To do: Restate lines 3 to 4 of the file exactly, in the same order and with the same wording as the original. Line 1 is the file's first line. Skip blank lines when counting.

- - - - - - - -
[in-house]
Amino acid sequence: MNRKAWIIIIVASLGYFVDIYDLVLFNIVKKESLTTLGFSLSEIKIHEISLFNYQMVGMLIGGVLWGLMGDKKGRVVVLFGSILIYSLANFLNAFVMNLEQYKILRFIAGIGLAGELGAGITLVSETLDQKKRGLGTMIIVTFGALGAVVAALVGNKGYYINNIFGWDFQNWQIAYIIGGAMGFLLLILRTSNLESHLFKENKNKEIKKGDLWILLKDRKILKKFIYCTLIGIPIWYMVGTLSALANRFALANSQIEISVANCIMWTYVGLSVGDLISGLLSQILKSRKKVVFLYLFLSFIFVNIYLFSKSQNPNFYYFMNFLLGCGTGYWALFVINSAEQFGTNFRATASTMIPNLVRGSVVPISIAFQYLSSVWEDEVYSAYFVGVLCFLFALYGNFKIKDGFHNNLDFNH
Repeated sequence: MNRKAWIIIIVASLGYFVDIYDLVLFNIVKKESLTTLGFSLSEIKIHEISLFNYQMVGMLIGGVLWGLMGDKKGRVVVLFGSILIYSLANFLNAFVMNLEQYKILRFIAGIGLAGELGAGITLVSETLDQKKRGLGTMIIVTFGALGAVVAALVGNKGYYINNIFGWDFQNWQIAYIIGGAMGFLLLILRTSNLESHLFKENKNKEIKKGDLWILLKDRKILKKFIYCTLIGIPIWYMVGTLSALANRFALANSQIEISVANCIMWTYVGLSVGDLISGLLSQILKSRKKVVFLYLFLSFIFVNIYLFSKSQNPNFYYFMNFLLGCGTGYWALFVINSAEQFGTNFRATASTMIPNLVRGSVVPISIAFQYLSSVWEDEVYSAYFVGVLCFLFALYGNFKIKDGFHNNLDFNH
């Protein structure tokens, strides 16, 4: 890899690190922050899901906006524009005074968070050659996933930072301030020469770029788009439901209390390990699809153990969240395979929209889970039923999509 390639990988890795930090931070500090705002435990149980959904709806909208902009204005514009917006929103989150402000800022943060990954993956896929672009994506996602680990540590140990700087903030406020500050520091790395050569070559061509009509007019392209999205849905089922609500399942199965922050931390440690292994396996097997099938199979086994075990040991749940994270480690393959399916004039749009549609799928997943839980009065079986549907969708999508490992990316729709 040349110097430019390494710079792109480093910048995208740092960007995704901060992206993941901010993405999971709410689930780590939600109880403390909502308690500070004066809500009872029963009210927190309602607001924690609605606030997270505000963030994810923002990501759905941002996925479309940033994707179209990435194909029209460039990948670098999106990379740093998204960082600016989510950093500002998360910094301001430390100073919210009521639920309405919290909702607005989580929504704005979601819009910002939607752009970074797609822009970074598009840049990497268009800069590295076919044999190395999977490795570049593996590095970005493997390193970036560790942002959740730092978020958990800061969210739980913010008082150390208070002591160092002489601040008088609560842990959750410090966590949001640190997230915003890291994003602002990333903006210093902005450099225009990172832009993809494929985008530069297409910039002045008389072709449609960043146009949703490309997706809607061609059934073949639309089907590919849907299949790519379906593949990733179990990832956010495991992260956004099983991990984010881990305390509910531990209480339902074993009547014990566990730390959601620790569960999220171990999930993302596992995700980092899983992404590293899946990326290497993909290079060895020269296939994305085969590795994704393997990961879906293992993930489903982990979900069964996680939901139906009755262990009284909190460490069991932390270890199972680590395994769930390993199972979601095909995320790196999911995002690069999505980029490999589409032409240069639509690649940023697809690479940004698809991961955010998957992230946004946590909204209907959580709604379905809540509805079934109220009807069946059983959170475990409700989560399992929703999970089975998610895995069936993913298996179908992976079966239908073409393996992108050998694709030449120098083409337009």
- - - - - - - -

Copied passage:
Repeated sequence: MNRKAWIIIIVASLGYFVDIYDLVLFNIVKKESLTTLGFSLSEIKIHEISLFNYQMVGMLIGGVLWGLMGDKKGRVVVLFGSILIYSLANFLNAFVMNLEQYKILRFIAGIGLAGELGAGITLVSETLDQKKRGLGTMIIVTFGALGAVVAALVGNKGYYINNIFGWDFQNWQIAYIIGGAMGFLLLILRTSNLESHLFKENKNKEIKKGDLWILLKDRKILKKFIYCTLIGIPIWYMVGTLSALANRFALANSQIEISVANCIMWTYVGLSVGDLISGLLSQILKSRKKVVFLYLFLSFIFVNIYLFSKSQNPNFYYFMNFLLGCGTGYWALFVINSAEQFGTNFRATASTMIPNLVRGSVVPISIAFQYLSSVWEDEVYSAYFVGVLCFLFALYGNFKIKDGFHNNLDFNH
């Protein structure tokens, strides 16, 4: 890899690190922050899901906006524009005074968070050659996933930072301030020469770029788009439901209390390990699809153990969240395979929209889970039923999509 390639990988890795930090931070500090705002435990149980959904709806909208902009204005514009917006929103989150402000800022943060990954993956896929672009994506996602680990540590140990700087903030406020500050520091790395050569070559061509009509007019392209999205849905089922609500399942199965922050931390440690292994396996097997099938199979086994075990040991749940994270480690393959399916004039749009549609799928997943839980009065079986549907969708999508490992990316729709 040349110097430019390494710079792109480093910048995208740092960007995704901060992206993941901010993405999971709410689930780590939600109880403390909502308690500070004066809500009872029963009210927190309602607001924690609605606030997270505000963030994810923002990501759905941002996925479309940033994707179209990435194909029209460039990948670098999106990379740093998204960082600016989510950093500002998360910094301001430390100073919210009521639920309405919290909702607005989580929504704005979601819009910002939607752009970074797609822009970074598009840049990497268009800069590295076919044999190395999977490795570049593996590095970005493997390193970036560790942002959740730092978020958990800061969210739980913010008082150390208070002591160092002489601040008088609560842990959750410090966590949001640190997230915003890291994003602002990333903006210093902005450099225009990172832009993809494929985008530069297409910039002045008389072709449609960043146009949703490309997706809607061609059934073949639309089907590919849907299949790519379906593949990733179990990832956010495991992260956004099983991990984010881990305390509910531990209480339902074993009547014990566990730390959601620790569960999220171990999930993302596992995700980092899983992404590293899946990326290497993909290079060895020269296939994305085969590795994704393997990961879906293992993930489903982990979900069964996680939901139906009755262990009284909190460490069991932390270890199972680590395994769930390993199972979601095909995320790196999911995002690069999505980029490999589409032409240069639509690649940023697809690479940004698809991961955010998957992230946004946590909204209907959580709604379905809540509805079934109220009807069946059983959170475990409700989560399992929703999970089975998610895995069936993913298996179908992976079966239908073409393996992108050998694709030449120098083409337009």